Fortified Wine Week: Sherry
This week, we’re giving fortified wines some attention. They’re part wine, part brandy, essential to cocktails, and each delicious in their own unique way. Yesterday, we discussed fortified wines in general. Today, we’ll focus on sherry.
You probably have a bad impression of sherry; most Americans do. It’s that cloyingly sweet, syrupy wine that stays at the back of your grandfather’s liquor cabinet until your great aunt visits and, when offered a drink, says, ‘Maybe just a glass of sherry.’ Indeed, for the longest time, sherry in the US has been relegated to Aunt Ethel’s visits, and to cooking. For a shorter, but still substantial, length of time, a sherry renaissance has been predicted. I don’t know whether the sherry comeback will ever happen, but it should; and I’m doing what I can to help it along. There’s a lot more to sherry than your great aunt knows.
‘Sherry’ is an anglicization of Jerez, the small town in southern Spain near which all sherry is made. Two things make sherry special: the solera system, and flor. In the solera system, new sherry is added to older sherry bottles of varying ages, rather than being put into a new bottle. So, any given barrel or bottle of sherry doesn’t have a vintage, and hasn’t been aged for a particular number of years; it’s a mix of many different years.
Flor is a particular type of yeast unique to Jerez and central to the fermentation and classification of most sherries. It forms a foamy barrier between the fermenting sherry and air, the quality of barrier determining the style of sherry made:
- Fino sherry–also known as pale, dry, or pale dry–is when the flor remains airtight through the entire aging period. The airtight seal allows the fermentation process to go longer, so long, in fact, that the yeast consumes every last bit of sugar from the grape. Fino sherry is very pale, and very, very dry. It’s the driest wine in existence;
- Amontillado is sherry that doesn’t quite make it to the finish line with its flor intact. Toward the end of aging, the flor breaks down, exposing the amontillado to air, which pauses fermentation and begins an aging process. This makes the amontillado just the slightest bit sweeter and turns it a nice sepia tone, like your childhood photos.
- Olorosos have their flor break earlier in the process, sometimes even intentionally. With the longer exposure to air, olorosos are more exaggerated versions of amontillados. They’re sweeter, more rounded, and darker; and they have a bit of an intense funky, yeasty flavor that is quite distinctive and a little intense, but in an attractive way.
In one way of looking at things, amontillados and olorosos are failures. And to a certain degree that’s how sherry bodegas see it: finos are the purebreds, amontillados and olorosos the mutts. But often mutts make better pets. You might find yourself enjoying the character of amontillados and olorosos more than the rarefied taste of a fino.
There are two other types of sherry that have nothing to do with flor:
- Pedro Ximenez come from a different grape (Pedro Ximenez, instead of Palomino, if you’re interested). It’s rich and sweet, more like it came from raisins than from grapes;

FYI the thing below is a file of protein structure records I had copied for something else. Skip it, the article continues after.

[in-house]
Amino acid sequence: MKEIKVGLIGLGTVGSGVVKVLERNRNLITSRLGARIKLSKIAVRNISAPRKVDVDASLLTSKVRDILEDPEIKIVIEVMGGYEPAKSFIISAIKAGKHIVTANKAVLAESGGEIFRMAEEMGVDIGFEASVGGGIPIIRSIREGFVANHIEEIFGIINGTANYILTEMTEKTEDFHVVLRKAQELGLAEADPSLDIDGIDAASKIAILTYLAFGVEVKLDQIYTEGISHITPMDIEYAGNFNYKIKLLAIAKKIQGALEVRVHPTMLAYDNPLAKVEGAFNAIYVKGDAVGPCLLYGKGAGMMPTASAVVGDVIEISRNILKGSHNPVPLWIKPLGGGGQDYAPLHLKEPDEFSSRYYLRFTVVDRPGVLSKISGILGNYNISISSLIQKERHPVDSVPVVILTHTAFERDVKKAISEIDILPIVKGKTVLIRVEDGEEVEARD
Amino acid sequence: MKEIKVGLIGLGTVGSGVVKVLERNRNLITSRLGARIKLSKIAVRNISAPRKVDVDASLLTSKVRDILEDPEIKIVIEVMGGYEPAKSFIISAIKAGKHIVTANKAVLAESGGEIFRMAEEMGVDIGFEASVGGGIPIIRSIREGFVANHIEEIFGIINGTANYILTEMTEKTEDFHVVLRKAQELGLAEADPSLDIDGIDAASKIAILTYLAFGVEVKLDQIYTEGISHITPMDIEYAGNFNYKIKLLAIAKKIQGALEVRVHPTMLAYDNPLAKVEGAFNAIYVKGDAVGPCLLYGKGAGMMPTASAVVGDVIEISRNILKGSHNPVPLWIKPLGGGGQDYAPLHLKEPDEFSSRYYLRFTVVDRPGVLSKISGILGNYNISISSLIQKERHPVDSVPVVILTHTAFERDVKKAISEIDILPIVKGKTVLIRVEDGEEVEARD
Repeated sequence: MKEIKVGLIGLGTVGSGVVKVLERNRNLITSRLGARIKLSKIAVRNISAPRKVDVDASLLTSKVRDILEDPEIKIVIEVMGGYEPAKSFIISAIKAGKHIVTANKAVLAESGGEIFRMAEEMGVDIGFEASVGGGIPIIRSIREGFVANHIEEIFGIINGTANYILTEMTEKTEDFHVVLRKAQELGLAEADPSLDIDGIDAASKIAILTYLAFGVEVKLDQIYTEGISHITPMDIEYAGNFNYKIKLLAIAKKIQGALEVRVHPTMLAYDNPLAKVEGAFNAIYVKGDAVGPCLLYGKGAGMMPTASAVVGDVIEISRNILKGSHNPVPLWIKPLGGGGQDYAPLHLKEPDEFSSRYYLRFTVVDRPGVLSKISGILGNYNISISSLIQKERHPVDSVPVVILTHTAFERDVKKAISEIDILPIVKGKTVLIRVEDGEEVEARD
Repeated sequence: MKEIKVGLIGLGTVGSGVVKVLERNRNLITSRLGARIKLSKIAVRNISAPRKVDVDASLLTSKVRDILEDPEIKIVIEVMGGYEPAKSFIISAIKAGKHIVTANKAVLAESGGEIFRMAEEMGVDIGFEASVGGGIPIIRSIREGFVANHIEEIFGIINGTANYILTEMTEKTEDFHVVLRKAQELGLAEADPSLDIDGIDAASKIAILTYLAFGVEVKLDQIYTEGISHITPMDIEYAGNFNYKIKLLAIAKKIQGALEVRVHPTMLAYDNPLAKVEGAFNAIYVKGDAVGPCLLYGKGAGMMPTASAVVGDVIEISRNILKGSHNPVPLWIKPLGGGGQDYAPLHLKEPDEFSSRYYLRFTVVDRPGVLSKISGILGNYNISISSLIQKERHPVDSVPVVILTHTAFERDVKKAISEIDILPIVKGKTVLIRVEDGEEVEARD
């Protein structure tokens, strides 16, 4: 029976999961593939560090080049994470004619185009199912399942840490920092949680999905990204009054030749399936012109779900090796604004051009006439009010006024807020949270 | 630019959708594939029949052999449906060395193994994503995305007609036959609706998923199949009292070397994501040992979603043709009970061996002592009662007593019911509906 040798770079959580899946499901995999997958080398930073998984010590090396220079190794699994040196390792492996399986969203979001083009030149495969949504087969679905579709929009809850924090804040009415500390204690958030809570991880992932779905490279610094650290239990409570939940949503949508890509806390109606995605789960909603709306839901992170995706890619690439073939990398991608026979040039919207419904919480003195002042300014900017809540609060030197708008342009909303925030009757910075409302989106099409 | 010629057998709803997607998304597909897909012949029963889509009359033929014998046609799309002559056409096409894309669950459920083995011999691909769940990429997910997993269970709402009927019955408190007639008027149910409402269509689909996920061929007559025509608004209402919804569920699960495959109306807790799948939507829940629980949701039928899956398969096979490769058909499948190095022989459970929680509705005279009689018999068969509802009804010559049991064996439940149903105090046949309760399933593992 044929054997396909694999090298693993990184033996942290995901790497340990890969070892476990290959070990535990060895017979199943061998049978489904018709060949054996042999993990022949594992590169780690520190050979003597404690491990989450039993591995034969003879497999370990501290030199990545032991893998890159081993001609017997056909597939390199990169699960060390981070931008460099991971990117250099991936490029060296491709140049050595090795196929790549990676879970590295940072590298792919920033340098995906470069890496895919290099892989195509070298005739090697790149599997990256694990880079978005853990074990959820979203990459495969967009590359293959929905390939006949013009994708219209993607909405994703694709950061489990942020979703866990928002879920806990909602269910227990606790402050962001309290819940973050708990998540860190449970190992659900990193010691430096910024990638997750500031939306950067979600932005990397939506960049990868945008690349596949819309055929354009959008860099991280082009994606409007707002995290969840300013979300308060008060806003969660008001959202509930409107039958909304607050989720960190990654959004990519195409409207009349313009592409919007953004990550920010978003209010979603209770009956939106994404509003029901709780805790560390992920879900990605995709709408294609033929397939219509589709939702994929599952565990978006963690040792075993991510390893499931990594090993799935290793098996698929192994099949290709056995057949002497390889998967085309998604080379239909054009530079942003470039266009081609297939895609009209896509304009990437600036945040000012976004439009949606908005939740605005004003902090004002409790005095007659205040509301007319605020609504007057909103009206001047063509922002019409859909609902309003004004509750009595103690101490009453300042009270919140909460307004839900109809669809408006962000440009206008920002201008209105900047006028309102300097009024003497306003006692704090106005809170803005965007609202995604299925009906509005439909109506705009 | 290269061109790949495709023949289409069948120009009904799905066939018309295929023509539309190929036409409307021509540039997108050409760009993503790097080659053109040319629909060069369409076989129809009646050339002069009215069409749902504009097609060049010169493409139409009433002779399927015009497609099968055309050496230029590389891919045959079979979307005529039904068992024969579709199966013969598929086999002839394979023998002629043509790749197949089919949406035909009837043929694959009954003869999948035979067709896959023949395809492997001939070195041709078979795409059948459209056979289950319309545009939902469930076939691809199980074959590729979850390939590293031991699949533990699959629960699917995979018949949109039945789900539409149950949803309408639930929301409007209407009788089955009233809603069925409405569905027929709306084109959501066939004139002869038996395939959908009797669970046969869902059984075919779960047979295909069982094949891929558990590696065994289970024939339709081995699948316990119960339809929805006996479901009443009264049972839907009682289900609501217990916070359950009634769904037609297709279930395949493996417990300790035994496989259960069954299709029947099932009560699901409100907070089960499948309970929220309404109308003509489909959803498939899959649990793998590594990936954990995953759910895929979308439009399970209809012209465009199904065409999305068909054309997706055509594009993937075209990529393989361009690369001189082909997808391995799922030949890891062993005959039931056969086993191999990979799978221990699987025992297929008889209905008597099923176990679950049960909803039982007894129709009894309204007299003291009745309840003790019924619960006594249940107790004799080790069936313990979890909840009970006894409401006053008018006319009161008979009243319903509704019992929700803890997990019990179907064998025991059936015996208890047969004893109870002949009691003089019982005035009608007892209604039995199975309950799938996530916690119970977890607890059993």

- Cream sherries are blends from olorosos. They vary in quality and process. Some of them are good olorosos blended with good Pedro Ximenez, for a semi-sweet end product. Other are bad olorosos blended with Pedro Ximenez. Still others are bad olorosos mixed with grape juice. For the longest time, those last ones were the only ones available in the US; they’re what great aunt Ethel drinks.
Sherry in Cocktails
As you might guess, from how different the types can be, cocktail recipes are designed with particular types of sherry involved; so it’s worth paying attention. If you’re going to substitute, inside the sherry world is often not the best option. Dry vermouth is a better substitute for a fino than a Pedro Ximenez would be; and a ruby port is your best Pedro Ximenez replacement, not an amontillado.
If you’re going to buy just one bottle, first stay away from the creams; it’s just too hard to know if you’re getting a good quality one. Beyond that, you have two options: 1) buy the proper variety for your favorite cocktail recipe; or 2) get yourself an amontillado. Being, as it is, the midway point between a fino and an oloroso, it can adequately fill in for the whole range of the non-Pedro varieties. Lustau is a brand that mixologists tend to like, of good quality and for a moderate price, around $15.
If you think you’ll love sherry, you’ll probably want to get yourself one each of a fino, an amontillado, and an oloroso–maybe even a Pedro Ximenez too. You’ll also probably want to try out different bodegas, and you’ll soon know much more about sherries than we do.
If you really love sherry, or like sherry a lot and really love traveling, you should go to Andalucia, Jerez’s region in Spain. It’s a lovely spot. You can see the bodegas where sherry is made, as well as the most stunning Arabian palaces, and the beautiful and impressive Andalusian horses; and, at night, you’ll enjoy tapas in the place of its creation, over a glass of fino. Just don’t ask them to put it in a cocktail; wait until you get home.
The Sherry Cobbler Cocktail Recipe
This is one of the very oldest cocktail recipes, as captured by the patron saint of mixologists, ‘Professor’ Jerry Thomas. It really show off sherry’s best qualities, and best of all you can use whatever variety you want; in fact, any fortified wine will do.
- 4 oz sherry
- 1 Tbsp sugar, or less to taste
- 2 orange slices
- fruit of your choice and/or mint, for garnish
- shake the sherry, sugar, and orange with ice for 15 seconds;
- strain into a highball (or, better, a collins glass if you have one) filled with crushed ice;